2. Baktru says

    At least there’s an out. This btw is just the same as a heterosexual marriage concluded in the Philippines.

  3. zippythepinhead says

    There’s also the question of federal taxes. As everyone knows, tax rates are quite different for married couples and individuals. If such a couple were never divorced and then subsequently filed individual tax returns, they could be accused of tax fraud.

  4. eric says

    Divorcing a same-sex couple would require the state to recognize that they were married in the first place. And this, the state says, it cannot do.

    This seems unnecessarily obtuse. The state could just say that in granting the divorce it isn’t recognizing the validity of the original marriage, just the validity of interstate agreements.

    States have all sorts of different marriage regulations associated with age, relatedness, etc. Presumably Texas is willing to grant divorces for all (other) types of marriages which would not be legal to conduct in Texas.

  5. Ben P says

    This seems unnecessarily obtuse. The state could just say that in granting the divorce it isn’t recognizing the validity of the original marriage, just the validity of interstate agreements.

    Obtuse, but also the law.

    The problem is that divorce, like Marriage, is a creature of statute. The divorce statute probably says, or implies, that in order for the Court to have jurisdiction to grant the divorce, there must be a marriage.

    This is evident from the fact that in order to grant the divorce in the first place, the trial court in texas (which did grant the divorce) had to rule a Texas statute unconstitutional to do so. That gave the avenue for the Texas AG to intervene and defend the statute, which is how the appeal resulted.

  6. ImaginesABeach says

    To be fair, an awful lot of the people that don’t want to allow homosexual couples to divorce in their state are not exactly thrilled about allowing heterosexual people to divorce either. Not much is worse than allowing people to leave their unhappy marriages.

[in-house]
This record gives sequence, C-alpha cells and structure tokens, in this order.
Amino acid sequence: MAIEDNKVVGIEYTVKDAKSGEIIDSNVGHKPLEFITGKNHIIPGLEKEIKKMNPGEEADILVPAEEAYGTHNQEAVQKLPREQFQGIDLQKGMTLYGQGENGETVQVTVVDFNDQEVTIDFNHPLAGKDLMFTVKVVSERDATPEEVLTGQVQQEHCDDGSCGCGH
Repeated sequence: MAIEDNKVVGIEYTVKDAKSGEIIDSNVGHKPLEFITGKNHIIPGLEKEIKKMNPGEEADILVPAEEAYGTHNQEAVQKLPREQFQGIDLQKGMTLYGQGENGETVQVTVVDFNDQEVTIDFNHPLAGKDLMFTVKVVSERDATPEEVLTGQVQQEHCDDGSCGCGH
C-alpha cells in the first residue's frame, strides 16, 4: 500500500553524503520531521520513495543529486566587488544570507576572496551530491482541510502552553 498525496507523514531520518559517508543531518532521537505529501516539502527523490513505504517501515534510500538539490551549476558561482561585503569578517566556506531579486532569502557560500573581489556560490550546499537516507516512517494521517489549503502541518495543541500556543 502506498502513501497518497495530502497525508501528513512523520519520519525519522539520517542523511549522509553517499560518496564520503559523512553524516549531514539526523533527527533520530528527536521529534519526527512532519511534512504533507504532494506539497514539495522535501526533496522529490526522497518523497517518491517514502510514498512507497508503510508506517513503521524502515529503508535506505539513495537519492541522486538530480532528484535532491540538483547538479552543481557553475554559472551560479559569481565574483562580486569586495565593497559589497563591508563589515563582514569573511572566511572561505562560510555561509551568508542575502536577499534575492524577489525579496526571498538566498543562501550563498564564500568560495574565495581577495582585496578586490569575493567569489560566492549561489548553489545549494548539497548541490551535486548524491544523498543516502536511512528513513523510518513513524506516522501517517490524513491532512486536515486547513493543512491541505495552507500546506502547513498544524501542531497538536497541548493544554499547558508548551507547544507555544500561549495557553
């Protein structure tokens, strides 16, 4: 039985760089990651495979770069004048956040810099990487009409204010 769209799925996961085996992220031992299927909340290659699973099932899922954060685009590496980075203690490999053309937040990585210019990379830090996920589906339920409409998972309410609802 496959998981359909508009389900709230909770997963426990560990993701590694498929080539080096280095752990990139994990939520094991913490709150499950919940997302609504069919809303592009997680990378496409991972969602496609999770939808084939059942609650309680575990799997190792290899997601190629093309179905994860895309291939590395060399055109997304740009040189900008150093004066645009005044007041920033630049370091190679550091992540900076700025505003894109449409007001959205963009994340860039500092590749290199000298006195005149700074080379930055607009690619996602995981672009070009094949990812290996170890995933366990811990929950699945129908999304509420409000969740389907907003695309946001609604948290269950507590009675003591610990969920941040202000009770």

7. madgastronomer says

    zippythepinhead @4:

    Actually, not a problem, since the federal government didn’t recognize same sex marriages for tax purposes until June. It’s not possible for them to have any past joint tax returns that wouldn’t already be counted as fraud. Since they’re split up now and have been for years, they wouldn’t be filing jointly anyway now. The question is whether they should then be filing as singles or as married-filing-separately from now on, so hopefully they’ll get that straightened out, but that’s unlikely to be handled as a question of fraud either way.

  8. eric says

    Ben P @6:

    The divorce statute probably says, or implies, that in order for the Court to have jurisdiction to grant the divorce, there must be a marriage.

    I still don’t see the problem.

    Let’s say a 14 year old girl marries a 16 year old boy in S.C. That’s legal in SC, as long as they have parental consent. It is not legal in Texas, where both people must be at least 16. They promptly move to Texas and file for divorce. Does Texas have a problem granting divorces in such cases? If not, then how is the legal problem any different here?

  9. beergoggles says

    I think the solution is pretty obvious. Don’t even bother filing for divorce and just apply for a hetero marriage license. According to Texas law they are not married so it’s not like they would be polygamous right? Just give me time to get some popcorn because I want to see Texas law wrap itself up like a pretzel trying to explain that.

  10. eric says

    @11:

    Don’t even bother filing for divorce and just apply for a hetero marriage license.

    Sure, there are amusing ways to manipulate the system. But that doesn’t help the gay couples who are sincerely trying to get divorced, to disassociate property and parental rights, etc. and may be doing so in a non-amicable way.

  11. Chiroptera says

    eric, #5: The state could just say that in granting the divorce it isn’t recognizing the validity of the original marriage, just the validity of interstate agreements.